Authenticity in leadership

Loretta Cooper

September 20, 2021

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Top 5 Superpowers Every Change Leader Needs.  Superpower #3: Be Authentic.  Authenticity in leadership with Loretta Cooper

[Loretta Cooper] Authentic leadership is having a moment. In fact, authentic leadership has become so trendy you might wonder if there’s anything unique or authentic left in the concept at all. We hear phrases like “bring your whole self to work” and it’s easy to imagine scenarios where that could go terribly wrong. In fact, you probably have in mind at this very moment at least one leader or teammate who you wish was a little less themselves and perhaps a little more aligned to team norms or standards.

But is that really what we mean when we talk about authenticity? I think authenticity gets a bad rap because, too often, we see leaders using it as an excuse to misbehave, be unprepared, or generally act like a jerk. And then they use the excuse “hey, I’m just being my authentic self!” One of my favorite organizational psychologists and thinkers, Adam Grant puts it this way: “being unfiltered is not a sign of authenticity it’s a sign of low self-control.”

Impulsive leadership is trusting your gut and shooting from the hip. Disciplined leadership is taking the time to consider the impact of your actions on others. You see, authentic leadership has a number of prerequisites. First and foremost, it presumes that you know yourself. Self-awareness and developing emotional intelligence is a lifelong journey – holding hands with humility, curiosity, courage, and a willingness to be open to maturing and deepening the inside game.

Prerequisite number two: authenticity requires empathy. It’s not an excuse for narcissism. Authentic leaders are focused on the greater good for the organizational mission and seek the best possible outcomes even, and maybe especially, when competing values are at play.

Number three: authenticity works best if you’ve already demonstrated your competence. If you don’t know your business and can’t demonstrate mastery over the content, nobody really cares how you’re emotionally processing in that moment.

Number four: authenticity requires high psychological safety. If you want your people to be able to show up with authenticity you have to create a culture where vulnerability and honesty is rewarded. That means a tolerance for learning and growth. Coincidentally, the same characteristic corresponds to organizations that are highly innovative.

So, let’s try out a working definition of what it means to be a thoughtful and effective authentic leader. Here’s a definition I’ve been playing around with: authentic leaders demonstrate the flexibility to leverage grounded emotional intelligence and informed decision making in the midst of daily chaos. Here’s why I like this definition: first, it suggests that authentic leadership is a choice we make even when the conditions are less than optimal. In that moment when the phone is ringing, you have three urgent meetings competing for your time, your inbox keeps pinging at you… authenticity is an invitation to reach for that deeper quieter self to bring that centered wise view to the table to make the most intelligent and informed decision. And hopefully that’s a decision that also serves the greater good.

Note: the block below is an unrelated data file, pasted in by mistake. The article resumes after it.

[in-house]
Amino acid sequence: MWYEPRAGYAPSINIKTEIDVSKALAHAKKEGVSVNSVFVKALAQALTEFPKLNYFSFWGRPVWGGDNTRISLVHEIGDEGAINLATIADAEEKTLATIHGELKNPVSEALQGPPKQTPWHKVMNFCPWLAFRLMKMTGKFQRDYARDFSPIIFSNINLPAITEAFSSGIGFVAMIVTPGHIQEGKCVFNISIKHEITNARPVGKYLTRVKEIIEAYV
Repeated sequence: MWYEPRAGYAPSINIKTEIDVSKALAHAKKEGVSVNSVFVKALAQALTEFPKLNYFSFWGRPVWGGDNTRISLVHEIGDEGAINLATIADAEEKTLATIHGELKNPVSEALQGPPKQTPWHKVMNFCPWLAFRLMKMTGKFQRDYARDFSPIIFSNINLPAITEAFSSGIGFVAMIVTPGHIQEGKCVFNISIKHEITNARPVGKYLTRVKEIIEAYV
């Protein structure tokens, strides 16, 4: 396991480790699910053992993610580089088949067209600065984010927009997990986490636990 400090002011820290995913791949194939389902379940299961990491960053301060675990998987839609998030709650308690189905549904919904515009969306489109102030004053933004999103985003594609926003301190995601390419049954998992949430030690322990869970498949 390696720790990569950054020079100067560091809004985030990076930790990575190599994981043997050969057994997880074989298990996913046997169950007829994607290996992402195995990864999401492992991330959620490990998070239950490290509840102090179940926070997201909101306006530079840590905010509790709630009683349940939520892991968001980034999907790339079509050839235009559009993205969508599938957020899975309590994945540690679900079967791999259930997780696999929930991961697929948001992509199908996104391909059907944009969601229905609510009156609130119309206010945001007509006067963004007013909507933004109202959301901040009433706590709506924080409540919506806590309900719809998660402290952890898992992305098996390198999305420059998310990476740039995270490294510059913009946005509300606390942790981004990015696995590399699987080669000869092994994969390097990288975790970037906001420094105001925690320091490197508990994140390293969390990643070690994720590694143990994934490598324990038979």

But, of course, the biggest challenge here isn’t just defining authenticity. The larger challenge is living into this thing we call authentic leadership. Authentic leadership is the calling. It’s a standard we aim for and some days we clear the hurdle, some days… not so much. I have another favorite quote for this. Victor Frankel was a holocaust survivor, psychologist, and researcher who famously observed “between stimulus and response there is a space, and in that space lies all our power and freedom.” That space is where we find authenticity.

So how do we find that space? As with so many leadership lessons, I am finding the answer in mindfulness practices. That very first prerequisite we talked about – self-knowledge and self-awareness. Mindfulness practices enable us to expand the space between stimulus and response. Literally slow time down to watch ourselves in action and choose a more grounded, thoughtful response in a stressful moment. Because, let’s face it, when was the last time you were asked to make an important decision that didn’t involve stress?

Mindfulness practices can be traditional meditation – sitting quietly, following the breath, getting distracted, and then returning to the breath again. But mindfulness practices can also take the form of a solitary walk, or just a few deep breaths between calls. In our next video we’ll explore a simple, accessible meditation practice that can help you find that space between stimulus and response and encourage us all to be more authentic in our leadership and relationships.

In the meantime, I’d like to know how you would define authentic leadership. What’s your working definition? You can add your comments in the chat below. We’d love to hear more ideas. For The Wheelhouse Group, I’m Loretta Cooper.

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